Psychoeducational Evaluations

The Purpose of Equilibria’s Psychoeducational Evaluation Service

When children and adults are having difficulty in school or work with learning based activities, they often benefit from an analysis of their strengths and weaknesses to help develop more effective learning strategies. To assist in this analysis, Equilibria offers comprehensive psychoeducational evaluation services conducted by certified school and/or clinical psychologist(s).

Reasons for Psychoeducational Evaluation

Below are some examples of why an individual would seek psychoeducational evaluation service from Equilibria:

The Evaluation Process

Although all evaluations are tailored to meet our client’s needs, there are some standard processes involved during psychoeducational evaluation.

If you are seeking educational evaluation service through Equilibria, you can expect to follow this general process:

Scheduling a Psychoeducational Test

When calling to schedule an appointment for psychoeducational evaluation, we begin by asking you questions to discern the purpose of the evaluation.  These initial questions ensure we match you with the appropriate psychologist from our Philadelphiaoffice.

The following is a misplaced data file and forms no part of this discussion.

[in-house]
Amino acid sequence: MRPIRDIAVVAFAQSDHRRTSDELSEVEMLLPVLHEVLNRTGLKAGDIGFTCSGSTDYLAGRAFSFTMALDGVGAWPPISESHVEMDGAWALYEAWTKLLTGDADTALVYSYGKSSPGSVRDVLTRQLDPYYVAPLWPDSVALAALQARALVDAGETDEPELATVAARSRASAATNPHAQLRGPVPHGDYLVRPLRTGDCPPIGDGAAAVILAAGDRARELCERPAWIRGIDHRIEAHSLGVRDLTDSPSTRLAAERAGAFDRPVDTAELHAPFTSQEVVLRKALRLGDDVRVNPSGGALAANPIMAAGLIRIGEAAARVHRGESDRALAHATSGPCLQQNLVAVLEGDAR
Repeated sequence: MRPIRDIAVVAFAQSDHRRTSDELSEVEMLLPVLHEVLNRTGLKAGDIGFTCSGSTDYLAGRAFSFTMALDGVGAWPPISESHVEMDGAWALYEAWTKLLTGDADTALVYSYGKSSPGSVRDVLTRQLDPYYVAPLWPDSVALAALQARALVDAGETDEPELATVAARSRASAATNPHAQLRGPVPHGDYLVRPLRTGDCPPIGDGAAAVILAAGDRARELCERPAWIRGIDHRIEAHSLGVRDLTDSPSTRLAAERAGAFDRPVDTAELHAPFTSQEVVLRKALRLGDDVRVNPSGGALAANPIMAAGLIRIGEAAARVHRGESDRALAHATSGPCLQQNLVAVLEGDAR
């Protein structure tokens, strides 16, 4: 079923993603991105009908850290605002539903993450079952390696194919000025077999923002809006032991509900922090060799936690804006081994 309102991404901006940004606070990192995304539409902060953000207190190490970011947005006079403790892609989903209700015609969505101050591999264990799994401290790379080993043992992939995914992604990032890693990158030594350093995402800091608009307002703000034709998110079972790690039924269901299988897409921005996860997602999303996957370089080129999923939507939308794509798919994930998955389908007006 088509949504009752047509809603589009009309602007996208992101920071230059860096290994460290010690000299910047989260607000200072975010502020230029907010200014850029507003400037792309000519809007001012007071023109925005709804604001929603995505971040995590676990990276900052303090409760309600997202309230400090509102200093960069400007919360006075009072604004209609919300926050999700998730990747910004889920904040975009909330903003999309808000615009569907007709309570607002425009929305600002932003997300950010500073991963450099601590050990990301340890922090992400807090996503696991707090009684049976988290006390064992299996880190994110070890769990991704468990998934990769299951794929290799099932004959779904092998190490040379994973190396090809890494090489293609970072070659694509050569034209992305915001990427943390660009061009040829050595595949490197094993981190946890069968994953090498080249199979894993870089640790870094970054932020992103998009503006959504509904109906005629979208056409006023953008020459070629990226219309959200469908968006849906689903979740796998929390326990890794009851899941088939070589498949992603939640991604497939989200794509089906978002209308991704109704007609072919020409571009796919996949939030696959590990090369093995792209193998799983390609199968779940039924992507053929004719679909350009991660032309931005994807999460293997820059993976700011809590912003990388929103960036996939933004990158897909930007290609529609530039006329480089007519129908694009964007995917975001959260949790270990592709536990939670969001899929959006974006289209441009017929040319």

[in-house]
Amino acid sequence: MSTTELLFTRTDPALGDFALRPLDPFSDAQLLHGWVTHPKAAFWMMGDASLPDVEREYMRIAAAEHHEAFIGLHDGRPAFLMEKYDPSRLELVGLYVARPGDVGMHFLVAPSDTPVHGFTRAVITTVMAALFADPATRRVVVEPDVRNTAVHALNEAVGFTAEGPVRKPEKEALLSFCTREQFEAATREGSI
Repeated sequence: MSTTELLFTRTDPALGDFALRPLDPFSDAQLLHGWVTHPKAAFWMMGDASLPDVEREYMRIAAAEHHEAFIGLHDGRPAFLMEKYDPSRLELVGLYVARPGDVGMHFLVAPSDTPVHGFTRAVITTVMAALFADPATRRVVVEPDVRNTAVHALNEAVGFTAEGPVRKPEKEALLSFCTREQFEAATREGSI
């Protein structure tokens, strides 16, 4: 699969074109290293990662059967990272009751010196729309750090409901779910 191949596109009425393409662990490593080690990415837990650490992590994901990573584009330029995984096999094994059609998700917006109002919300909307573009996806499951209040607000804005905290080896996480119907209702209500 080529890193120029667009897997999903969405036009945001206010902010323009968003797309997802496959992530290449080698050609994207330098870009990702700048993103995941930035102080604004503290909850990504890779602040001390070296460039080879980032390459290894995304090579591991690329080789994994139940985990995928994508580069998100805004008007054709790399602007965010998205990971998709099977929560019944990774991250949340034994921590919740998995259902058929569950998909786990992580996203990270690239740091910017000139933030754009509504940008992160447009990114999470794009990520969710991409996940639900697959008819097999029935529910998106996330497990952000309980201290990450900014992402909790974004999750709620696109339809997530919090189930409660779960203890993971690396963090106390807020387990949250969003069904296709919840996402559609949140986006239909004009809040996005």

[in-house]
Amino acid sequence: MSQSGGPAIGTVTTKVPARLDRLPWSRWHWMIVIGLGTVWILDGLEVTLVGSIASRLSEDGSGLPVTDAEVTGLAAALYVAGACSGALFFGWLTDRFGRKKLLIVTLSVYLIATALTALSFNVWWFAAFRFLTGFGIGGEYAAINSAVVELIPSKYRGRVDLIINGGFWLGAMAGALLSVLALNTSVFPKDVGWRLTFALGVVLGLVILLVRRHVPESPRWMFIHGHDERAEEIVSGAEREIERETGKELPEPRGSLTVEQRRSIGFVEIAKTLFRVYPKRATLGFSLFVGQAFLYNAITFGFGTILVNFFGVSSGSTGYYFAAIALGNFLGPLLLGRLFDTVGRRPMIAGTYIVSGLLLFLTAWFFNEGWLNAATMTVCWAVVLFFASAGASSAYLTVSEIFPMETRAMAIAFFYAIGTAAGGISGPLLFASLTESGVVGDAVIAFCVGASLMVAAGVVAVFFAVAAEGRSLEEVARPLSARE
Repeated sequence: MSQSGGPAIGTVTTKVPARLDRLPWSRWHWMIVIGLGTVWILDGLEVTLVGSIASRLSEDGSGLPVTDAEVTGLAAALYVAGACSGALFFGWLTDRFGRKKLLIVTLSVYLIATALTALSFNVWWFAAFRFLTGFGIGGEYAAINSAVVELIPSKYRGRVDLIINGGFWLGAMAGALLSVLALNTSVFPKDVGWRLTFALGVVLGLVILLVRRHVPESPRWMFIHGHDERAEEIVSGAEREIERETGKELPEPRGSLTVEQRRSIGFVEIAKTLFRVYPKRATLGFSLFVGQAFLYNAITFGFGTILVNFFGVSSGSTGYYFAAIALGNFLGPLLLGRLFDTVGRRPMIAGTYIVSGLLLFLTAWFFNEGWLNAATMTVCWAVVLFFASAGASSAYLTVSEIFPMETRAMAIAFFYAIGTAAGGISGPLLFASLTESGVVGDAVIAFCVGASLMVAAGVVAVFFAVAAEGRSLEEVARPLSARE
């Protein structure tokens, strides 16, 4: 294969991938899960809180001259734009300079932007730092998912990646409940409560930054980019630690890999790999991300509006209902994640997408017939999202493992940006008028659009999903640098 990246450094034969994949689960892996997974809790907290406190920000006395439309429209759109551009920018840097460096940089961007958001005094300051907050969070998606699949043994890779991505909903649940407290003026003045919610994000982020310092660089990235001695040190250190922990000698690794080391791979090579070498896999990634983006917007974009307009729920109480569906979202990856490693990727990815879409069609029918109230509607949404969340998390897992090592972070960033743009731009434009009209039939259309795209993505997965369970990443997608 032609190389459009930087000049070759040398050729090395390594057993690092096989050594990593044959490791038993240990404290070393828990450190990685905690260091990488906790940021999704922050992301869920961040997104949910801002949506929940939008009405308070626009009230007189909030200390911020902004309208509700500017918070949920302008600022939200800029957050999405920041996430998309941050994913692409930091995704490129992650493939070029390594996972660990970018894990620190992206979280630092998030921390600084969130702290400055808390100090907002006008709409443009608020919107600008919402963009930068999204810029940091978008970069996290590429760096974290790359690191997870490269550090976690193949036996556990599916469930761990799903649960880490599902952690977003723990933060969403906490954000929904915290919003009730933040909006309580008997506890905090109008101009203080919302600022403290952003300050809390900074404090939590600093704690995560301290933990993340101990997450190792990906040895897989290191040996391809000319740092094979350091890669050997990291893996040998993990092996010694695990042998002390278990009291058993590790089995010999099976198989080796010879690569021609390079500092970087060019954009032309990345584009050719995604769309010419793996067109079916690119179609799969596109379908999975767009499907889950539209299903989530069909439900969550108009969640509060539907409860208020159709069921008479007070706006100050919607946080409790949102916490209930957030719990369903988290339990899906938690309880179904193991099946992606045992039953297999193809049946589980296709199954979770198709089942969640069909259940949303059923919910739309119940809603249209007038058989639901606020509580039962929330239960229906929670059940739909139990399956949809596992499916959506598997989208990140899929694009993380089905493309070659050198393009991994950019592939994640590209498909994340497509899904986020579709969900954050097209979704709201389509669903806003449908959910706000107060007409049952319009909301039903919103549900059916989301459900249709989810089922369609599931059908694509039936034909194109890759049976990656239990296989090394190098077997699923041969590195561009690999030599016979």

At times, we may have the psychologist speak directly with you to gather more information and ensure that you are comfortable with the person doing the evaluation.

Psychoeducational Test Clinical Interview

Incredibly valuable information is gathered during a comprehensive clinical interview including:

  • Personal and childhood history
  • Family history and current functioning
  • Medical history and current functioning
  • Developmental history
  • Mental health history and current functioning
  • Educational and work history and current functioning
  • Relationship/social history and current functioning
  • Substance use history and current functioning
  • Legal history and current functioning
  • Recent experiences that are impacting current functioning
  • Other pertinent information related to psychological evaluation